When KLM operated its first flight in 1920, it used a De Havilland DH.16. The aeroplane had a large propeller just in front of the engine mounted on the nose. These days, aircraft get their thrust from jet engines under the wings. So, does that mean the aircraft nose has been demoted to a superfluous, hollow space..? Nope, far from! I decided to stick my nose into KLM Engineering and Maintenance’s business to find the answer to the question that has been occupying me for ages: What exactly is hidden in the nose of an aircraft?
I went to speak with KLM ground engineer Martijn Smorenburg. First, he informed me of the aircraft nose’s official name – the radome (radar + dome = radome). The radome is a spherical plastic cap that opens up and serves as the weatherproof housing for some important equipment – the radar antenna, sometimes called the dish antenna – a sensitive plate that transmits and receives radio waves. The nose is made of smart material that blocks external weather influences but allows electromagnetic radiation to pass through.
The radar antenna’s most important functions are:
- The Weather Radar, which measures the size of water droplets in the air allowing the aircraft to detect unpleasant weather conditions ahead. Pilots want their flights to be as comfortable as possible for their passengers and crew, and use the information to avoid precipitation and turbulence. That’s particularly nice if you’ve just started on your chicken or beef🍲.
- The Ground Proximity Warning System (GPWS) warns pilots if the aircraft is flying too close to the ground or if there is an object in the vicinity🛬. It scans the terrain below the aircraft so that pilots always know their altitude. For example, if the aircraft is descending too fast, they will hear the command PULL UP and the pilot has to raise the aircraft nose as quickly as possible.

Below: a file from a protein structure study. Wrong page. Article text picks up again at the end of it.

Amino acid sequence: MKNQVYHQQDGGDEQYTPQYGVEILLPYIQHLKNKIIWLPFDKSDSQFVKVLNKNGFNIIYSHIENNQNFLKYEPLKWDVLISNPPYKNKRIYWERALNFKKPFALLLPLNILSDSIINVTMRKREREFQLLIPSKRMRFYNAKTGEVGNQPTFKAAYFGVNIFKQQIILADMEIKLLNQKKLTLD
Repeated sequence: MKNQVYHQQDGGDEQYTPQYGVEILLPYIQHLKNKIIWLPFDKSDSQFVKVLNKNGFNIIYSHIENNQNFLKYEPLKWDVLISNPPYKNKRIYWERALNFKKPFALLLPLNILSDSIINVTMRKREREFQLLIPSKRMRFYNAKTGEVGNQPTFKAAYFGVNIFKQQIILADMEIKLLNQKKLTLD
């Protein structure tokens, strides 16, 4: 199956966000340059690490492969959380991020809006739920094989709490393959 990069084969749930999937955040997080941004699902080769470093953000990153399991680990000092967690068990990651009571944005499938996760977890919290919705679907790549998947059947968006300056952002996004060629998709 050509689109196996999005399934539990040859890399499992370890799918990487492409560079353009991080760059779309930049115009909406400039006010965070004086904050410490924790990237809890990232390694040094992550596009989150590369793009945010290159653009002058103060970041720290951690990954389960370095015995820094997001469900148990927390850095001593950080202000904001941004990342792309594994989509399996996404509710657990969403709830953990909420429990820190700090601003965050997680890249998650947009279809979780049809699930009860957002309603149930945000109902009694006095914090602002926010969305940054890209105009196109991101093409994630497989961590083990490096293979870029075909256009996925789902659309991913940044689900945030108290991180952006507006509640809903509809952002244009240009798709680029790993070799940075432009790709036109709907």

Then there is another antenna, called the localiser. It works in combination with the glide slope antenna (located under the A330 cockpit or near the B777 nose wheel) and the flight director signal, a kind of Satnav for pilots that indicates the flight plan. The localiser plots the ideal descent path for the aircraft. The onboard antennas make contact with antennas along the runway to determine the best possible landing position. The glide slope antenna looks at the aircraft altitude to prevent it from starting its descent too early or too late. The localiser looks at whether the aircraft is drifting sideways too much. Pretty useful!
A few more facts about the nose of an aircraft:
- Extreme weather conditions can be bad for the nose. For example, the radome can sustain damaged from hail storms. So, it’s important that the aircraft nose gets checked carefully, and that happens regularly in the hangar. Still, a damaged nose is not a flight hazard. In that case, pilots are trained to land their aircraft in every situation.
- Radar testing may never take place in the hangar. Radar can emit considerable radiation and can only be tested at designated test locations outside the hangar.
- Have you ever noticed the lines on the nose? They’re important. If lightning should strike the aircraft nose – which does happen – the wires on the nose divert the electrical charge safely along the fuselage to the tail, where it leaves the plane again.
- Flightradar24 does not track aircraft through the aircraft dish antenna, but via antennas on the aircraft belly. These are small, yellow fins that transmit the aircraft position.
- The nose of an A330 opens upwards while that of a B777 opens sideways.
So next time you find yourself at the boarding gate and you see one of our big blue birds readying for departure, take a good look at that bright blue nose. There’s more to, or in it, it than you think!
Many thanks to KLM ground engineer Martijn Smorenburg.